St. Luke's Children's Hospital

About St. Luke's Children's Hospital

Our Mission: To improve the health of people in our region.

Our Vision: St. Luke's Children's will improve the health and well-being of children by aligning patients and families with providers to meet their unique needs through education and advocacy and through accessible, integrated, efficient, quality care across all clinical settings and in the home.

At the heart of St. Luke's Children's Hospital is the belief that all children should have access to the highest quality health care services available, regardless of their condition or their family's ability to pay. Like all children's hospitals, St. Luke's is committed to high quality, cost-effective clinical care, advocacy for children and families, education, and research.

Children often have very different health care needs than adults. When they are hospitalized, they require more intensive nursing care and other services than adults. And when they are very sick, children require regional centers of care that can bring together all the specialists they need.

At St. Luke's Children's Hospital, we care for more than 71,000 children every year. More than 140 skilled pediatricians and pediatric specialists work with referring physicians from around the region to provide high quality care for our young patients. They are joined in this effort by a staff of over 400 nurses, therapists, and a variety of other dedicated pediatric caregivers.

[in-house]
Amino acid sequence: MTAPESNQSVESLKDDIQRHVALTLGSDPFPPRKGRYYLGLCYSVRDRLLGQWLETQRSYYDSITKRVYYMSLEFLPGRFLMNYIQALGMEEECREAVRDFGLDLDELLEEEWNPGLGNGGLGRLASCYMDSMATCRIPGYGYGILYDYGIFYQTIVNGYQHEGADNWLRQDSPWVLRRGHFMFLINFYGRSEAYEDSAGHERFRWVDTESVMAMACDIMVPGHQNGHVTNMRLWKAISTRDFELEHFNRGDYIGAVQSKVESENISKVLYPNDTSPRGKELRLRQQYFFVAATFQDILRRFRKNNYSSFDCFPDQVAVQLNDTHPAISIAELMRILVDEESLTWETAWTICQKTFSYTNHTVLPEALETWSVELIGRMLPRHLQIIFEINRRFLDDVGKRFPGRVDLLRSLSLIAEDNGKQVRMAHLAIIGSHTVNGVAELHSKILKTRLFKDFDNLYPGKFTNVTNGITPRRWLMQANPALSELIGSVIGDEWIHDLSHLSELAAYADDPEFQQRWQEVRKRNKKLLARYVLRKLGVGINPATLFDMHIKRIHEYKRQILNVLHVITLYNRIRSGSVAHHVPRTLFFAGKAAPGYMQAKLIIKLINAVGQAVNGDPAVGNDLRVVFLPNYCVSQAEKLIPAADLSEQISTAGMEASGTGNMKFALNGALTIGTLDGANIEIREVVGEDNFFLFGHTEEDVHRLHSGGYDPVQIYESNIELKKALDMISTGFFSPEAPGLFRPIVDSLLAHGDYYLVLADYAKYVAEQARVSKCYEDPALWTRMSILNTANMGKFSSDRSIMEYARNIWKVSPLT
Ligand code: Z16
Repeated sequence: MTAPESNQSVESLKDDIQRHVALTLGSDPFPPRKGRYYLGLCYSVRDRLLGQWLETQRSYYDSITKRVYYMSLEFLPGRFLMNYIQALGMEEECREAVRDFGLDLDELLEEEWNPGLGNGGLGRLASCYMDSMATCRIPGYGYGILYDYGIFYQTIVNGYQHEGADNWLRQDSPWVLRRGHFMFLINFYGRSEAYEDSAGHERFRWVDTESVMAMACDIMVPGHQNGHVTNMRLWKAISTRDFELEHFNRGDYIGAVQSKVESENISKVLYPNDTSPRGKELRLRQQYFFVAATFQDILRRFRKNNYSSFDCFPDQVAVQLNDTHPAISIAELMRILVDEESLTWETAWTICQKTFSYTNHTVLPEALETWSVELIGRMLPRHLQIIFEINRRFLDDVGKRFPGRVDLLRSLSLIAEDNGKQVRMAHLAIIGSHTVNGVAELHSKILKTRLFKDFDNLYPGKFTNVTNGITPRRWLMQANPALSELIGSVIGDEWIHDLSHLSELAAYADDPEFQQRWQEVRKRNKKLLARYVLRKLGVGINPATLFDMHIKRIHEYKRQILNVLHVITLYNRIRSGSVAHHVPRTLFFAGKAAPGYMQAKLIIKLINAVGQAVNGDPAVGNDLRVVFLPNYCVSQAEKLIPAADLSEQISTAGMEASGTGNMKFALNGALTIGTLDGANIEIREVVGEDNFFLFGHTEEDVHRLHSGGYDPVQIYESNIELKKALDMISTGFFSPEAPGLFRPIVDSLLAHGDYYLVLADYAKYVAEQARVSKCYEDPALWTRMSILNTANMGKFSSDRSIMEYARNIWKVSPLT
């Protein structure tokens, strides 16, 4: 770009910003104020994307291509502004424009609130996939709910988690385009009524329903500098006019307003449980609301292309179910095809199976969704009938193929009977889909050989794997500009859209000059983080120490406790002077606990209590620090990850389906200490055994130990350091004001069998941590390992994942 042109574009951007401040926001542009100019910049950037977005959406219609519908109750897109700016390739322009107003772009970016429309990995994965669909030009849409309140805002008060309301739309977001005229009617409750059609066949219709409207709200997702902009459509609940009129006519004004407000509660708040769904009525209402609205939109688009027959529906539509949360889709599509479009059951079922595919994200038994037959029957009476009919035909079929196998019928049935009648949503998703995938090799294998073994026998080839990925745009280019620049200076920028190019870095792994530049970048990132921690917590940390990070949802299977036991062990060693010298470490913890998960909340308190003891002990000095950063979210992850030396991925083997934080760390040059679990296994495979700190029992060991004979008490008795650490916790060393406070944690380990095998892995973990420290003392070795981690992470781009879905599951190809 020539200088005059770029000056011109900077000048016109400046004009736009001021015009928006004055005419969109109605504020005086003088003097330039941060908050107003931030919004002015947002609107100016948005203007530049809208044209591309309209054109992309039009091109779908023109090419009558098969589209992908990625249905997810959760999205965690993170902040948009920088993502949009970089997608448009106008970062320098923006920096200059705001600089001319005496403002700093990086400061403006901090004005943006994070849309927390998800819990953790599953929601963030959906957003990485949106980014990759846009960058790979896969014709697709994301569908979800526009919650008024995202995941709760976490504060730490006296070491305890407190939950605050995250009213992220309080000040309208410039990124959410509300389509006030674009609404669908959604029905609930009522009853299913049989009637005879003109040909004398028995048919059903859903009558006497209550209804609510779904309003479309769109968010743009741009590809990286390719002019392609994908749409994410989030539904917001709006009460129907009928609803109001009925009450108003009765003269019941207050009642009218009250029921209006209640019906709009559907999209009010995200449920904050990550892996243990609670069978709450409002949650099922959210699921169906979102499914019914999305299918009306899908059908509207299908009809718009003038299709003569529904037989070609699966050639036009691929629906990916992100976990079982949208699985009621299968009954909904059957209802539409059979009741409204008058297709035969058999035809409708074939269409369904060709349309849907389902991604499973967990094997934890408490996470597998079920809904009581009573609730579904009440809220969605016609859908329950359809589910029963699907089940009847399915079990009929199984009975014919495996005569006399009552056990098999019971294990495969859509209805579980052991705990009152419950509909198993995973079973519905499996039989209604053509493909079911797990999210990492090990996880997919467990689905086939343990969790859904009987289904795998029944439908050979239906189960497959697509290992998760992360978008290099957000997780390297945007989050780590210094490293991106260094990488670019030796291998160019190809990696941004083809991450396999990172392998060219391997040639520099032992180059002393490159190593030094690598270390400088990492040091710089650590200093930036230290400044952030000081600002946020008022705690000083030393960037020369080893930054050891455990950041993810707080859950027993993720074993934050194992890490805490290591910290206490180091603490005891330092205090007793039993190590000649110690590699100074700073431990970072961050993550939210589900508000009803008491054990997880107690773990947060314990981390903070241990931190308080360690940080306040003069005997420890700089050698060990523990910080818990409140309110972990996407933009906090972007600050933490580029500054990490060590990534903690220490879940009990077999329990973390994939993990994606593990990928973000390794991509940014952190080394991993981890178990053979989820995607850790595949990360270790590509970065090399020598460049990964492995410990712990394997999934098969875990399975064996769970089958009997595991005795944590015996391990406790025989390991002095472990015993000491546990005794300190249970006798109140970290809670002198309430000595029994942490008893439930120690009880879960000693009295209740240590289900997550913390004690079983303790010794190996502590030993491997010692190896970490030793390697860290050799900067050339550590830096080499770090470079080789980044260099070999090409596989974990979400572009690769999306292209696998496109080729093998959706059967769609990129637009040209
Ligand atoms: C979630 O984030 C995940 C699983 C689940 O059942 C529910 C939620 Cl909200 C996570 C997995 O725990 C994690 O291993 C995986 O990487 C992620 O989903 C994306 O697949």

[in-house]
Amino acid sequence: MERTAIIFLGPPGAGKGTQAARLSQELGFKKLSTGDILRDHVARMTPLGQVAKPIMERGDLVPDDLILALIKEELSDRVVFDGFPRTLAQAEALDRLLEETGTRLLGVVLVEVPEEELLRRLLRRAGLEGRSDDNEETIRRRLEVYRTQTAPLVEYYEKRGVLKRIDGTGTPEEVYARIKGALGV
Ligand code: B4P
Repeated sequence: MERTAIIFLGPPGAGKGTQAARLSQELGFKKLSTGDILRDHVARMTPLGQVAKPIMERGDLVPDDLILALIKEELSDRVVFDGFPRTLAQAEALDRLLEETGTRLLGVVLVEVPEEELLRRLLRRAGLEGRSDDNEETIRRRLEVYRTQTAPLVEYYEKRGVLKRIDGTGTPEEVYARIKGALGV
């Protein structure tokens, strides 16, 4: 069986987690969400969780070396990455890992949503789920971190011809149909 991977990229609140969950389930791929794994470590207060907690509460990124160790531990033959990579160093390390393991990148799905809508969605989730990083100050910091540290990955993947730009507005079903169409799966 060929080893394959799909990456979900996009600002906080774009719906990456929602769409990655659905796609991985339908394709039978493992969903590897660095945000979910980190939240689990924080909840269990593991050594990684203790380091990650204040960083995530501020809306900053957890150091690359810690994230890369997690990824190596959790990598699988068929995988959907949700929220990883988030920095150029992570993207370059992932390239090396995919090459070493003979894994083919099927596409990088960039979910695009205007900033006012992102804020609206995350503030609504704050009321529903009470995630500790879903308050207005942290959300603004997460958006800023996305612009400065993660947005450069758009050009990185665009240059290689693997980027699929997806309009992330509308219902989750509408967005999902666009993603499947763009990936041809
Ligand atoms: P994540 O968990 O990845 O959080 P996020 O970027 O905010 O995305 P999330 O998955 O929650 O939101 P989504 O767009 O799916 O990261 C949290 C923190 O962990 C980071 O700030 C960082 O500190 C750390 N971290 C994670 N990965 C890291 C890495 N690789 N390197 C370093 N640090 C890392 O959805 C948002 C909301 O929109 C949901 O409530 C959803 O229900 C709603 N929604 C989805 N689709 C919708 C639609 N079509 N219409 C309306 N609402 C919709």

St. Luke's Children's Hospital has earned the trust and respect of thousands of children and their families, and we honor that trust as we help children heal. Every day our health care specialists renew their commitment to deliver the best, most compassionate care to the children of our region.

St. Luke's Children's Advisory Board
St. Luke's Children's Hospital Board

What is a Children's Hospital?

According to the National Association of Children's Hospitals and Related Institutions (NACHRI), children's hospitals are well known as centers of excellence in pediatric care. Within their walls and outpatient clinics reside the world's finest practitioners of medicine, nursing, therapy, and social work, who are devoted to children with the most challenging needs.

Children's hospitals are expert in the most basic health care needs of all children, from infants to teens, and even young adults. Because they are on the front lines of medical care, education, and research, children's hospitals serve the majority of the nation's children with special needs. In most states, they serve a disproportionate share of children who are uninsured and those who rely on the Medicaid program to pay for their health care.

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